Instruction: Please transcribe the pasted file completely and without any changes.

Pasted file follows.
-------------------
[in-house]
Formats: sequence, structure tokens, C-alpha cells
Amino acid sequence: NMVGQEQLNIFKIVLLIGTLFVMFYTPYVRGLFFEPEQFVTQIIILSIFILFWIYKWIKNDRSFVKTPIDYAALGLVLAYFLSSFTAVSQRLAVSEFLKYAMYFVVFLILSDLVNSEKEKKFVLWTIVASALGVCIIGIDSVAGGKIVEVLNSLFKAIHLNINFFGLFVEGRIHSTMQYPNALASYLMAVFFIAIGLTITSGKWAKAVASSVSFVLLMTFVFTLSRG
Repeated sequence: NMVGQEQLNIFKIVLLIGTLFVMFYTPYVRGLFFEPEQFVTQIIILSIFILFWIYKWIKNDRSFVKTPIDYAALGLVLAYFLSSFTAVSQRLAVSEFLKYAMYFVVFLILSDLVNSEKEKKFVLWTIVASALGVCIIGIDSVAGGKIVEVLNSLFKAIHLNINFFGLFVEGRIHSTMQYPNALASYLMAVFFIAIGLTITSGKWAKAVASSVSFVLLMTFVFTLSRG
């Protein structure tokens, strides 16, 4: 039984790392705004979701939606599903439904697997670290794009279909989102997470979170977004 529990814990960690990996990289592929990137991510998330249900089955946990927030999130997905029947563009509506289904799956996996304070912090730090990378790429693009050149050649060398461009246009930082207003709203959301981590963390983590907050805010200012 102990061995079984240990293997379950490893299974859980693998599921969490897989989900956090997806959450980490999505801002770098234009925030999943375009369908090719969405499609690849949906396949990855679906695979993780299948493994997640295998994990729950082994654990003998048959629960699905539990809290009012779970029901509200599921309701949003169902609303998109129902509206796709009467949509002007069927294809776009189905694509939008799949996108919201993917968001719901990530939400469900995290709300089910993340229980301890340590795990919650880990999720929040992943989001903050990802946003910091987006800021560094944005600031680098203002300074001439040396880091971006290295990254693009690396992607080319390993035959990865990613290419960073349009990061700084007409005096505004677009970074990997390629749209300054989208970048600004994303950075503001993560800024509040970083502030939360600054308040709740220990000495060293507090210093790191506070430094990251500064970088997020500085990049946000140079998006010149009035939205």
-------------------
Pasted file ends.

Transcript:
[in-house]
Formats: sequence, structure tokens, C-alpha cells
Amino acid sequence: NMVGQEQLNIFKIVLLIGTLFVMFYTPYVRGLFFEPEQFVTQIIILSIFILFWIYKWIKNDRSFVKTPIDYAALGLVLAYFLSSFTAVSQRLAVSEFLKYAMYFVVFLILSDLVNSEKEKKFVLWTIVASALGVCIIGIDSVAGGKIVEVLNSLFKAIHLNINFFGLFVEGRIHSTMQYPNALASYLMAVFFIAIGLTITSGKWAKAVASSVSFVLLMTFVFTLSRG
Repeated sequence: NMVGQEQLNIFKIVLLIGTLFVMFYTPYVRGLFFEPEQFVTQIIILSIFILFWIYKWIKNDRSFVKTPIDYAALGLVLAYFLSSFTAVSQRLAVSEFLKYAMYFVVFLILSDLVNSEKEKKFVLWTIVASALGVCIIGIDSVAGGKIVEVLNSLFKAIHLNINFFGLFVEGRIHSTMQYPNALASYLMAVFFIAIGLTITSGKWAKAVASSVSFVLLMTFVFTLSRG
């Protein structure tokens, strides 16, 4: 039984790392705004979701939606599903439904697997670290794009279909989102997470979170977004 529990814990960690990996990289592929990137991510998330249900089955946990927030999130997905029947563009509506289904799956996996304070912090730090990378790429693009050149050649060398461009246009930082207003709203959301981590963390983590907050805010200012 102990061995079984240990293997379950490893299974859980693998599921969490897989989900956090997806959450980490999505801002770098234009925030999943375009369908090719969405499609690849949906396949990855679906695979993780299948493994997640295998994990729950082994654990003998048959629960699905539990809290009012779970029901509200599921309701949003169902609303998109129902509206796709009467949509002007069927294809776009189905694509939008799949996108919201993917968001719901990530939400469900995290709300089910993340229980301890340590795990919650880990999720929040992943989001903050990802946003910091987006800021560094944005600031680098203002300074001439040396880091971006290295990254693009690396992607080319390993035959990865990613290419960073349009990061700084007409005096505004677009970074990997390629749209300054989208970048600004994303950075503001993560800024509040970083502030939360600054308040709740220990000495060293507090210093790191506070430094990251500064970088997020500085990049946000140079998006010149009035939205």